Testing a remote computer is online better test-connection

This topic contains 3 replies, has 3 voices, and was last updated by  js 1 week, 6 days ago.

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  • #92934

    Nomad Deamons
    Participant

    My sys admin experience is limited to a small enterprise and therefore there were no senior admins to learn from.
    So I may have learned to do things wrongly, even though they work.
    With that said,

    – Scenario and Question below –

    Recently I had to change the contents of a certain html file on each desktop about 500 give or take. I did it with powershell. It worked out and the deed is done. But doesn't hurt to ask how can i do things better.
    In order to test for all the online desktops vs all records in AD I used a test-connection.
    Is there a better way to test if the computer is online / exists? Because in AD we have more records desktops than we actually have.

    Test-connection is a little slow.
    In addition I used hard coded paths,
    if the path existed,
    and if the file existed within the path,
    and if the string existed within the file,
    modify it and write the changes.

    I ran the script a few times to make sure I do not miss the people who turn off their desktops when they take off.
    I am repeating the question here: Is there a better way to test if the computer is online / exists, than test-connection?
    Thank you.

  • #92943

    Don Jones
    Keymaster

    Any kind of live check is going to be slow, because you have to allow for a decent timeout. Test-Connection is just a ping; if you're fairly confident of your network, you can limit it to one ping instead of the default four, to speed it up a bit – but you risk "missing" systems that are online and just a bit slow.

    The most you can practically do to speed things up is to parallelize things a bit, using something like Worfklow or Remoting, or Invoke-Parallel (which is an open source project) or something.

  • #92949

    js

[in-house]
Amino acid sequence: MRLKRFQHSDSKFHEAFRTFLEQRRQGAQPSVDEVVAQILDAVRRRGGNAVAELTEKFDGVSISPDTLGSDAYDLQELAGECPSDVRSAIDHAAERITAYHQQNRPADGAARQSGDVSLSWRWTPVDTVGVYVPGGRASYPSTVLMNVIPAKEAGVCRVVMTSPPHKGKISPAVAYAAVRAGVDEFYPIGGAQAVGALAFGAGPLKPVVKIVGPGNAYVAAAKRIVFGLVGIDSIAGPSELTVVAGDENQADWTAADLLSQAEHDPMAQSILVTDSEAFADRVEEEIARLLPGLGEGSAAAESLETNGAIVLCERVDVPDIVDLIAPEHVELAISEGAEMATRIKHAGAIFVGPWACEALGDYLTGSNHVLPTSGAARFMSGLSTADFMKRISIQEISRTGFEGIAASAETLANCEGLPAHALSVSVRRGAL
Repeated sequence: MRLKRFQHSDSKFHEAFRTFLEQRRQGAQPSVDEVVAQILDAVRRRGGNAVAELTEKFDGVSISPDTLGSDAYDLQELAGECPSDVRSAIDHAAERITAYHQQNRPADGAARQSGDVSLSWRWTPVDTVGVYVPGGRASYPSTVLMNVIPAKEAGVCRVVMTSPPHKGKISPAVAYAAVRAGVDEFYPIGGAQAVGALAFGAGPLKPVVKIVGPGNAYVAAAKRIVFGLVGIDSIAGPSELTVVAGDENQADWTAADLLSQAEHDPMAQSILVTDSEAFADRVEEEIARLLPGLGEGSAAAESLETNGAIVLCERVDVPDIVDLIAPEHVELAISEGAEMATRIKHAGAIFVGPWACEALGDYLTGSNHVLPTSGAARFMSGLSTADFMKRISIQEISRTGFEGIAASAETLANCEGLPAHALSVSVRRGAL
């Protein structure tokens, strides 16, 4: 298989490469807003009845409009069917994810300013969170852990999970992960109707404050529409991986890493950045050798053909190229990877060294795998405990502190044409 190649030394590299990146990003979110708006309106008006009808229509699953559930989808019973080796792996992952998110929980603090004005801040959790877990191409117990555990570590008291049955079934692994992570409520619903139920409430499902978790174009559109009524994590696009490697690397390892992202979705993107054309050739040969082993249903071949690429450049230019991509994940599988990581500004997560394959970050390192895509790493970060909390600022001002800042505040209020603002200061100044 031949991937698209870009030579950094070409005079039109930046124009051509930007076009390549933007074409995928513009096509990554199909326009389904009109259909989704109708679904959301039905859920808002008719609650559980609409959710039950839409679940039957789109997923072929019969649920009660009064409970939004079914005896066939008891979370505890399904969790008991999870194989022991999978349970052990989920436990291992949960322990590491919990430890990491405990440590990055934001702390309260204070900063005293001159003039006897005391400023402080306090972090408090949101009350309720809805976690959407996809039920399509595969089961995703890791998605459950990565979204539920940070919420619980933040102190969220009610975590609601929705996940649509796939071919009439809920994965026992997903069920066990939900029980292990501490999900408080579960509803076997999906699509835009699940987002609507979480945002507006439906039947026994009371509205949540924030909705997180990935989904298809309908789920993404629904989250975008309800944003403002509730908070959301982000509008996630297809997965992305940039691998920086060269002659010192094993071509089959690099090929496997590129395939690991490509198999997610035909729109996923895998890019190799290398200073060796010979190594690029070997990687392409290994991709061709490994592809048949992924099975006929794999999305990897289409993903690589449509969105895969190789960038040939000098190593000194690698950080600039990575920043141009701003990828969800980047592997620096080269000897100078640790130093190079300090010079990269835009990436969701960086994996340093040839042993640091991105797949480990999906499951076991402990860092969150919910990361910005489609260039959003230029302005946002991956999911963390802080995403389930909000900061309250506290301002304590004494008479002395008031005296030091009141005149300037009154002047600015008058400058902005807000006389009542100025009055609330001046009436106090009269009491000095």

Participant

    Actually, I don't think test-connection and test-netconnection are very useful for admins with their long timeouts, and they don't work in powershell 6 anyway. But it's very easy to roll your own with a little .net.

    Function Get-Ping  {
      Param (
        [parameter(ValueFromPipeline)]
        [string[]]$Hostname='yahoo.com'
      )
      Begin {
        $Ping = New-Object System.Net.Networkinformation.ping
        $Timeout = 250 # ms                                                                                                                                    
      }
      Process {
        $hostname | foreach {
          $Ping.Send($_, $timeout) |
          Add-Member -passthru hostname $_ |
          select hostname,address,status,roundtriptime
        }
      }
    }
    
    PS /Users/js> get-ping yahoo.com,microsoft.com                                                                                                         
    
    hostname      Address         Status RoundtripTime
    --------      -------         ------ -------------
    yahoo.com     206.190.39.42  Success            95
    microsoft.com 0.0.0.0       TimedOut             0
    
  • #93013

    js
    Participant

    Actually I usually use something like this. If it's in osx port 22 will be live, in windows the rdp port 3389 is live.

    function Get-Port {
    
      Param (
        [parameter(ValueFromPipeline)]
        [string[]]$Hostname='yahoo.com',
        [int[]]$ports=@(22,3389),
        [int]$timeout = 100 # ms
      )
      
      begin {   
        $ping = New-Object System.Net.Networkinformation.ping
      }
    
      process {
        $hostname | foreach {
          $openPorts = @()
      
          foreach ($port in $ports) {
            $client = New-Object System.Net.Sockets.TcpClient
            $beginConnect = $client.BeginConnect($_,$port,$null,$null)
            Start-Sleep -Milli $TimeOut
            if($client.Connected) { $openPorts += $port }
            $client.Close()
          }
      
          $result = $Ping.Send($_, $timeout) 
          $pingstatus = ($result.status -eq 'Success')
    
          New-Object -typename PSObject -Property @{
            HostName = $_
            Address = $result.address
            Port = $openPorts
            Ping = $pingstatus 
          } | select hostname,address,port,ping
        } # end foreach
      } # end process
    
    }
    
    PS C:\Windows\system32> get-port a001,a002
    
    HostName Address     Port    Ping
    -------- -------     ----    ----
    arc001               {3389} False
    arc002   1.1.1.1     {3389}  True
    
    
    

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